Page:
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12

• ISOBUTYl ENE • PROPYlENE • ETHYlENE

10

8 CONV (%)

6

4

1000Hr·1

2

OL...---200

760 PSIA

'-JOO

L.-_ _ 400

T(OEG C)

Fig. 1. Conversion of ethylene (e), propylene (+), and isobutylene (-) over H-Y zeolite at 760 psia with 4/1 ammonia/olefin feed ratio at 1000/hr (GHSV at STP). ammonia/ethylene feed ratio, 760 psia, 1000 hr- l) depended directly on the number of acidic sites (Fig. 4). Possibly as a result of partial plugging of its pore structure, H-mordenite showed lower activity than anticipated. Owing to the larger critical dimensions of propylene, isobutylene, and their reaction products, the dependence of catalyst activity for production of hi.gher amines on acidity was difficult to deduce (cf. Fig. 3).

O.L..-------200

.L...-

300

L..-_ _

400

T (DEG C)

Fig. 2. Conversion of ethylene (e), propylene (.), and isobutylene (.) over H-mordenite at 760 psia with 4/1 ammonia/olefin feed ratio at 1000/hr (GHSV at

STP).

Mechanism of Olefin Amination Activity of zeolites as catalysts for olefin ami nation results from the highly acidic nature of proton-exchanged zeolites. At room temperature, ethylene and propylene are reversibly adsorbed by acidic zeolites (ref. 11). Changes in the infrared frequencies of acidic surface hydroxy groups during this process are indicative of hydrogen bonding, and of stronger adsorption of propylene (the more basic olefin). Formation of a pi complex between the surface hydroxy group and the olefin has been implicated as the mechanism of olefin chemisorption (refs. 11, 12). At elevated temperatures, reaction of the pi complex with ammonia, either adsorbed on the catalyst surface or from the gas phase, forms the adsorbed amine. Subsequent product desorption would

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14

12

10

• PROPYLENE • ETHYLENE

8

CONV (%) 6

4

1000 H(l 760PSIA

2

OL...200

....L...

.L...-

300

400 T (OEG C)

Fig. 3. Conversion of ethylene (e) and propylene (.) over H-erionite at 760 psia with 4/1 ammonia/olefin feed ratio at 1000/hr (GHSV at STP)

_

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regenerate the catalytic site. Intermediacy of a cationic species is further supported by the relative ease of amination isobutylene > propylene> ethylene (see Figs. 1,2). The necessity of strongly acidic sites, and thus, of a protonated intermediate, is demonstrated by the negligible activity of the weakly acidic amorphous silica-alumina (Fig. 4). Further, non-acidic sodium-exchanged offretite and Y zeolites were inactive for olefin amination. Thermodynamic Limitation Conversion of olefins to the corresponding amines is limited by thermodynamic equilibrium between reactants and products. Calculated (ref. 13) equilibrium conversions indicate that amination is favored by low temperature, high pressure, and high ammonia/olefin ratio. However, high reaction temperatures are required to activate simple olefins. The temperature of activation depends on the structure of the olefin. Thus, ethylene is aminated only at high temperatures (over 320°C) by the strongest acid sites. Experimental data for ami nation of ethylene over H-Y zeolite with a 4/1 mole ratio of ammonia/ethylene at 760 psia show that thermodynamic equilibrium is attained at 390·C (Fig. 5). Propylene, which is more basic and forms a more stable cationic intermediate, is activated by somewhat weaker acid sites (those reactive at or above 300°C). As reaction temperature is increased, propylene conversion increases and approaches thermodynamic equilibrium conversions at 370°C, as shown for reaction over H-Y at 750 and 1000 psia (Fig. 6). CONCLUSIOfjS Direct amination of olefins has been demonstrated with zeolite catalysts. This process is characterized by strong acid catalysis to generate a carbocationic intermediate on the zeolite surface. Further reaction of this intermedi ate forms the product ami ne. With sma 11 to medi um pore zeoli tes, such as erionite, steric constraints on amination of methyl-substituted olefins are observed. Moreover, owing to the high temperatures required for olefin activation, conversion is limited by thermodynamic equilibrium between reactants and products.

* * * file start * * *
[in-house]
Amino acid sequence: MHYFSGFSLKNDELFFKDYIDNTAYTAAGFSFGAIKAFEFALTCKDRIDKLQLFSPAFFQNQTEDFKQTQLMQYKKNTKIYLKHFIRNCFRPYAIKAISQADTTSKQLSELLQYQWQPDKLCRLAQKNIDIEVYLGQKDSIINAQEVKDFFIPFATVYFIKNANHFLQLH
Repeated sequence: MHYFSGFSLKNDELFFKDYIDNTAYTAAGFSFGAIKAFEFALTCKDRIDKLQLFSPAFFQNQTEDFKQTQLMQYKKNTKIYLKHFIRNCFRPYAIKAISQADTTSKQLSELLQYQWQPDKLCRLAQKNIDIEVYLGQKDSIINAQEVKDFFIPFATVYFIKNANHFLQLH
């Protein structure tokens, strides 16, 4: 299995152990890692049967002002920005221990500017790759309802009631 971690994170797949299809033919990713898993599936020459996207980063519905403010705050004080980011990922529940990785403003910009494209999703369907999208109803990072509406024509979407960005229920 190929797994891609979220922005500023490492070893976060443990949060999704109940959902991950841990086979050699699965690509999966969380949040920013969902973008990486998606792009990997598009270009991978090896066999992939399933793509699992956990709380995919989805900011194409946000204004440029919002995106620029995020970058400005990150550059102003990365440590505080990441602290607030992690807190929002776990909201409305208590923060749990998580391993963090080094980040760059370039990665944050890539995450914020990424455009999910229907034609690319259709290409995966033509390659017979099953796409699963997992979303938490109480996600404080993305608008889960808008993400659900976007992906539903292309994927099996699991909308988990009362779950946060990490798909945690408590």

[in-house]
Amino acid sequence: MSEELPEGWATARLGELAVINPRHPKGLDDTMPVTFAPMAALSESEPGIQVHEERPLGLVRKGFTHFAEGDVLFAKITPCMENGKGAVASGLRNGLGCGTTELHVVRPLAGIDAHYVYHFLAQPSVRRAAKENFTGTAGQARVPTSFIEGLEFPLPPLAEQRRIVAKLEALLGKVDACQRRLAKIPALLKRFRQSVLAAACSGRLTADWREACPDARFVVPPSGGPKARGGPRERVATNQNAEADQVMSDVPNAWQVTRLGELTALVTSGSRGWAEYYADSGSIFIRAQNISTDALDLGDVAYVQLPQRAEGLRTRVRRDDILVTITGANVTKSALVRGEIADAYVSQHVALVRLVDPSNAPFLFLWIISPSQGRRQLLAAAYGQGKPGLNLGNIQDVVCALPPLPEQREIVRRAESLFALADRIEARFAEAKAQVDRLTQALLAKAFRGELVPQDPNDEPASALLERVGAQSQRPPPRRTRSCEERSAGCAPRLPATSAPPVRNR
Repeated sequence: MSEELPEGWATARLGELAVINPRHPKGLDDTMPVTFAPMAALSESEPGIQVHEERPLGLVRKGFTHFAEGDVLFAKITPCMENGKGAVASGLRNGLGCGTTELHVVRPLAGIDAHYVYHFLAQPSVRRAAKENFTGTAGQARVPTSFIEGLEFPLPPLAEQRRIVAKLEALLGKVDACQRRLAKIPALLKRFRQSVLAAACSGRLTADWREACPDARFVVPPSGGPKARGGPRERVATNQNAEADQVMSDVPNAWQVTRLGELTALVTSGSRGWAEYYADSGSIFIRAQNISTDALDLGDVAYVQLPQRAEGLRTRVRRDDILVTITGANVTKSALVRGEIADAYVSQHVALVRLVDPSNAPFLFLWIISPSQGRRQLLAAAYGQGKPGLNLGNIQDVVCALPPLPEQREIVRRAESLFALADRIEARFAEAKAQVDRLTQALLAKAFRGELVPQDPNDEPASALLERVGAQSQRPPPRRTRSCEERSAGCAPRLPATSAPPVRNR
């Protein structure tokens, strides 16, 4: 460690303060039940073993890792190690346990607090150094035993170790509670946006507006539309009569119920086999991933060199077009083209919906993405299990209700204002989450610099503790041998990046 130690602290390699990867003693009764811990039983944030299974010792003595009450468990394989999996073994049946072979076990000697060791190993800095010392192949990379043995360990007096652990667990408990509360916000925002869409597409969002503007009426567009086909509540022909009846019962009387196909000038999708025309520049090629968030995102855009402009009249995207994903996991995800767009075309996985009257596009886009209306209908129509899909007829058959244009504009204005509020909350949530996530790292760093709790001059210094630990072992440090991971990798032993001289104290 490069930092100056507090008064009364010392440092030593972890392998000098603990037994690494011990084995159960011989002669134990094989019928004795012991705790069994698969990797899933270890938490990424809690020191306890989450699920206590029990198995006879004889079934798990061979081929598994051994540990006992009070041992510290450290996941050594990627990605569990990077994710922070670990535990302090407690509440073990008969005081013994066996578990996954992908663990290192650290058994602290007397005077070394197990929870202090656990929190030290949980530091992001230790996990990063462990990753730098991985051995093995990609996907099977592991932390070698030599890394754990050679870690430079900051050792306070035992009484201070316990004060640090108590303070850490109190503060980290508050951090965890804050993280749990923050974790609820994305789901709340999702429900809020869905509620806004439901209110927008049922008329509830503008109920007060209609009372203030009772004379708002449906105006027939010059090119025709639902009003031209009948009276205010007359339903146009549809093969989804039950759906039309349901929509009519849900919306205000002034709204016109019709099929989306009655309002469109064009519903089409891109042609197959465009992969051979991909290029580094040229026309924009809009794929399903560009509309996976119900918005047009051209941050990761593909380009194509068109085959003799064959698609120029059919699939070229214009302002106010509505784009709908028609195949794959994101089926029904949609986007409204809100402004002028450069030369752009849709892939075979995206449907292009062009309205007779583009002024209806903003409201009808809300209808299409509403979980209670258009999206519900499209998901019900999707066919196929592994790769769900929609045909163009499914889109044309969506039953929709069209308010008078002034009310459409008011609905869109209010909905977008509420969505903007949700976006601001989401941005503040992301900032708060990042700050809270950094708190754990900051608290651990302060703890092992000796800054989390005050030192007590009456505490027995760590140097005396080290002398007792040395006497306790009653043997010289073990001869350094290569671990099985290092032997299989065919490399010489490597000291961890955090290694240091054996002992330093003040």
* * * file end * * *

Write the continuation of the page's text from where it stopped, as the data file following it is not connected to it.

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0.0 I 0.0

4.0

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12.0

16.0

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1. SILICA ALUMINA 2. H-ZSM-5 3. REY 4. H-CHAB-ERIONITE 5. H·Y 6. H-CLlNOPTILOLlTE 7. H-MOROENITE B. H-ERIONITE 9. H-OFFRETITE

I

0.6

2



I

• 5



I

1.2



NUMBER OFSTRONG ACIDICSITES AT 200 DEG C (M MOLES/g CAT)

I



3

4

6

I

1.4



7

8



I

1.8

I

1.8



9

Fig. 4. Plot of ethylene conversion at 370°C (4/1 ammonia/ethylene feed; 760 psia; 1000/hr, GHSV at STP) vs number of strong acid sites in the catalyst (mmoles ammonia chemisorbed at 200°C/gm of catalyst).

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450

TEMPERATURE (DEG C)

Fig. 5. Co~parison of calculated thermodynamic equilibrium conversion with observed ethylene conversion over H-Y zeolite as a function of temperature at 4/1 ammonia/ethylene, 750 psia, and 2000/hr GHSV at STP.

230

36

32

28

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o en a:

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340

360

380

400

420

440 450

TEMPERATURE (DEG C)

Fig. 6. Comparison of calculated thermodynamic equilibrium conversion with observed propylene conversion over H-Y zeolite as a function of temperature at 4/1 ammonia/propylene, (A) 1000 psia or (8) 750 psia, and 2000/hr GHSV at STP.

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REFERENCES A. E. Schweizer, R. L. Fowlkes, J. H. I'~cr~akin, and T. E. \Jhyte, in H. F. Mark, D. F. Othmer, C. G. Overberger, and G. T. Seaborg (Editors), Encyclopedia of Chemistry and Technology, Vol. 2, John Wiley, New York, 1978, pp. 272-283. 2 P. D. Sherman and P. R. Kavasmaneck, in H. F. Mark, D. F. Othmer, C. G. Overberger, and G. T. Seaborg (Editors), Encyclopedia of Chemistry and Technology, Vol. 9, John Wiley, New York, 1980, pp. 344-350. 3 B. W. Howk, E. L. Little, S. L. Scott, and G. M. Whitman, J. Am. Chem. Soc., 76 (1954) 1899-1902. 4 R. D. Clossen, G. M. Napolitano, G. G. Ecke, and A. J. Kolka, J. Am. Chem. Soc., 22 (1957) 646-649. 5 H. Lehmkuhl and D. Reinehr, J. Organometal. Chem., 55 (1973) 215-220. 6 G. Pez, U.S. Patent 4,302,603 (1981). 7 D. D. Dixon and W. F. Burgoyne, Applied Catalysis, 20 (1986) 79-90, and references therein. 8 M. V. Twigg, in R. Pearce and Ii. R. Patterson (Editors), Catalysis and Chemical Processes, John Wiley and Sons, New York, 1981, pp. 17-20. 9 W. M. Meier and D. H. Olson, Atlas of Zeolite Structure Type, Structure Ccmmission of the International Zeolite Association, Zurich, 1978. 10 Ion Exchange and Metal Loading Procedures, Union Carbide Catalyst Bulletin F-09. 11 B. V. Liengme and W. K. Hall, Trans. Faraday Soc., 62 (1966) 3229-3243. 12 N. W. Cant and W. K. Hall, J. Catal., 25 (1972) 161-172. 13 D. R. Stull and H. Prophet, JANAF Thermochemical Tables, U.S. Department of Commerce, National Bureau of Standards, 2nd ed., 1971.